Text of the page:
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8 June 2012|Poultry

Pullet rearers look to payment terms as egg market turns


Some pullet rearers are considering changing current payment terms to limit losses from egg producers who fail to pay.

Free range egg producers currently pay for their birds between 14 and 28 days after delivery, but under changes now being considered by one pullet rearer who spoke to the Ranger they would in future have to pay half of the bill before the birds were delivered. Other rearers are understood to be considering similar changes.

The rearer we spoke to said that pullet rearers were getting "very nervous". In some cases they were spending a lot of money producing the pullets only to subsequently find that the producer who had ordered them did not have the money to pay the bill. A number of pullet rearers were looking at new systems of payment.

"We are looking at an arrangement under which the producer would pay 20 per cent six months before delivery," he said. "That would cover the hatchery cost if the producer cancelled at that point. Another 30 per cent would be paid at eight weeks, covering more of the costs. The balance would be paid according to the current terms at between 14 and 28 days."

Pullet rearers have been experiencing huge demand for pullets following recent producer price increases by major packing companies, but although the market overall is short of eggs there is still an oversupply of free range eggs, which are currently being cascaded down to cover shortages of cage eggs.

There have been warnings of another crisis in free range next year unless production is controlled. The fear of pullet rearers is that such a crisis could put producers out of business - leaving pullet rearers picking up the losses on pullets that have not been paid for.

"We are very concerned," said the pullet rearer. "We are worried that there could almost be a crash. We are going to have far too many free range eggs and next time we will not have the introduction of new EU regulations to get us out of the mess. In 18 months or so we could well see producers going bust. By introducing staged payments we would limit our exposure. That has to be the fair way to proceed."

He said it was a system used perfectly happily when farmers bought equipment and there was no reason why it could not be adopted for pullet purchases. With pullet costs rising and orders increasing in size pullet rearers needed some protection, he said.

The new terms could start coming into force at the beginning of 2013.

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Comments


08-06-2012 16:32 PM | Posted by: Jeff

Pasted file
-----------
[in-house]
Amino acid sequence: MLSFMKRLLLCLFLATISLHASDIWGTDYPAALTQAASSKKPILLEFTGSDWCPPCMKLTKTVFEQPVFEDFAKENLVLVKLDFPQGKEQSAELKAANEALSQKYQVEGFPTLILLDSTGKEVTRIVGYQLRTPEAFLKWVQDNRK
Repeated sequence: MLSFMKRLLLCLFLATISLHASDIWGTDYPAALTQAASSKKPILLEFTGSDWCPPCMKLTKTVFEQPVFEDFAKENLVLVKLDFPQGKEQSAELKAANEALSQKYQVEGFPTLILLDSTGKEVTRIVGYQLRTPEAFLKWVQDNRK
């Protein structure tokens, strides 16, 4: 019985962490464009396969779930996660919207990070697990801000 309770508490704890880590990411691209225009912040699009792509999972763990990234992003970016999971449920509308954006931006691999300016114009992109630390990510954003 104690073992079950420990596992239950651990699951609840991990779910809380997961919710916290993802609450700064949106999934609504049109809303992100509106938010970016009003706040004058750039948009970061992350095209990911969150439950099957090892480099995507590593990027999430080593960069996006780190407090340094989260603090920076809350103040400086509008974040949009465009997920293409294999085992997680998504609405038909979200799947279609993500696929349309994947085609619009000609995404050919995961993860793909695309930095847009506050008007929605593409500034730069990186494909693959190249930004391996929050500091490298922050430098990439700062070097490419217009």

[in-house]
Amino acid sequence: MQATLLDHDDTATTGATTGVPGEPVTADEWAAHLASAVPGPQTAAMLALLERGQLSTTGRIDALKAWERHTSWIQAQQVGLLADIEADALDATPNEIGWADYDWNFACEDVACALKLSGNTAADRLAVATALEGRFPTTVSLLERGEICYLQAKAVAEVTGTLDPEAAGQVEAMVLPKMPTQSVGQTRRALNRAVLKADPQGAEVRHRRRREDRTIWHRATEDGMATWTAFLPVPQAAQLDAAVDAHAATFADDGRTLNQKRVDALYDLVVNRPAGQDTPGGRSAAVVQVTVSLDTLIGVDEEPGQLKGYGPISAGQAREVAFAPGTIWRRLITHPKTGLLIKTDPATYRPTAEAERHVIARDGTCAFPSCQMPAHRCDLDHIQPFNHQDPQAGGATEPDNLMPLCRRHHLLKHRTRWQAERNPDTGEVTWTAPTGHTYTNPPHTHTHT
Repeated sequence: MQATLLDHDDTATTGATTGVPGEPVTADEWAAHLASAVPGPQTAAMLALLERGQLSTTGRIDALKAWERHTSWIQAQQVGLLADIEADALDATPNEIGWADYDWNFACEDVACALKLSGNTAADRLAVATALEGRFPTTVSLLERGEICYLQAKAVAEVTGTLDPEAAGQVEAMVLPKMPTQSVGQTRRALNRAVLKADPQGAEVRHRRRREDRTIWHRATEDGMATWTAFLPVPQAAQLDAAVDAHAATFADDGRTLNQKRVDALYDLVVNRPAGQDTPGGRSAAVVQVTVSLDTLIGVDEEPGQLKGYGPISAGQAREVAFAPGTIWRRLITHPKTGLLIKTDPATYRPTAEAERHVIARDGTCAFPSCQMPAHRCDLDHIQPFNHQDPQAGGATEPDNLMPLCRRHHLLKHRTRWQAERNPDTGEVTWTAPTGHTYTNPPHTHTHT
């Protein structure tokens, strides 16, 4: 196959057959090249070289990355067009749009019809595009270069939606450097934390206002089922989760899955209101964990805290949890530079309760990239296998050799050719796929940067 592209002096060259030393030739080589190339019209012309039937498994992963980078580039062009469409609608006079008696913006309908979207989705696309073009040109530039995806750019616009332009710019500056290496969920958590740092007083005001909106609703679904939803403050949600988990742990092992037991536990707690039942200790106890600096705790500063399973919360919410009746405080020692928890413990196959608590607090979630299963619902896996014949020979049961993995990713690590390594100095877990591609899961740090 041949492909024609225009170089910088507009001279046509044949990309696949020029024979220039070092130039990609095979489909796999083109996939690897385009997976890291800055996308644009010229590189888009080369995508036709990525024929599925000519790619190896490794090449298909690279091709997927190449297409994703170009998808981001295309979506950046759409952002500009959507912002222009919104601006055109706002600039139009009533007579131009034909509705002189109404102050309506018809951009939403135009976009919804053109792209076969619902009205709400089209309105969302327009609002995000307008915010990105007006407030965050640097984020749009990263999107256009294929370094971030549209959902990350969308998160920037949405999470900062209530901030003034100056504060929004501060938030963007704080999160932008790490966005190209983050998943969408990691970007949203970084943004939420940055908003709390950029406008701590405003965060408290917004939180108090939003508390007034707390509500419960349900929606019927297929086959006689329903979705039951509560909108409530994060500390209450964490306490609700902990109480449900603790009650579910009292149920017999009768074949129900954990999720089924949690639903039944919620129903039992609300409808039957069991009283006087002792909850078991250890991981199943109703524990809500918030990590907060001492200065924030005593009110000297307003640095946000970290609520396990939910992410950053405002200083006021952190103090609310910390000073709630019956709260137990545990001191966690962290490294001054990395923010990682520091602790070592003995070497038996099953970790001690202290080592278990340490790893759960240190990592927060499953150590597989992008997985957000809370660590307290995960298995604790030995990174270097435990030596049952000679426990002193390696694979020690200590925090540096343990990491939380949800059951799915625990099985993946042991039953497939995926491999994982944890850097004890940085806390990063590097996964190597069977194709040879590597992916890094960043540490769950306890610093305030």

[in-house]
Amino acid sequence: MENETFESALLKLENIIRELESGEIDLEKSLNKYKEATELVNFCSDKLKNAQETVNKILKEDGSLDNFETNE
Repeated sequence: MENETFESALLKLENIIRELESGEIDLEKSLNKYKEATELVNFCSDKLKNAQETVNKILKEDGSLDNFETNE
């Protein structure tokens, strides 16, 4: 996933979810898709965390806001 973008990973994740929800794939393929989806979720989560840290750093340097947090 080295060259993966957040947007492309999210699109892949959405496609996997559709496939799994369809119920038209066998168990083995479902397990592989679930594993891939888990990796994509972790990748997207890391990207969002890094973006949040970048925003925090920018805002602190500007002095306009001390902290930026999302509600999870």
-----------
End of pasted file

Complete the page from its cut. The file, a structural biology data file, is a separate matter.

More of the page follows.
Surely this is anti-competitive. Are you saying pullet rearers have got together to say that they are changing the terms by which they all operate.

There is an association called the Pullet Rearers Association. If they have called for this then I would have said it is illegal.

08-06-2012 19:00 PM | Posted by: Racheal
In a way I can understand this. The egg market to anyone but a fool seems to be heading into self destruct. Pullet rearers already seem to be battling against rising bad debts and when the market does eventually turn they could be left with producers who cannot afford to repay their credit and pullet rearers could end up like international banks with no-one to bail them out.

08-06-2012 20:34 PM | Posted by: Peter
This is likely to put many egg producers out of business. We are struggling to pay our last bills never mind having to pay for our next batch of pullets in front.

08-06-2012 20:36 PM | Posted by: Matt
Two things can happen with this. Either producers will cease trading as they cannot afford to pay for the pullet orders up front. Or we will order pullets right at the last minute.

09-06-2012 07:48 AM | Posted by: Ian
It's all presumptive but yet talks as if it is a done deal. As if they have got together and fixed this as an industry standard but no one company has put their name to it.

10-06-2012 14:00 PM | Posted by: Robert
You talk as if the producers are the evil villians. The only reason producers cannot pay for their pullets on time is that we are not being paid the going rate for our eggs. This problem then works it's way down or up the chain. The way to resolve this is not to change the credit terms on pullets or feed but to increase the price of eggs in supermarkets and pass that increase back to the producers.

If producers are not paid the going rate for eggs everyone in the chain suffers. However if some links in the chain then try to pass the responsibility back down to the producer then the ones to suffer will be the supermarkets and consumers as producers will go bust or stop producing.

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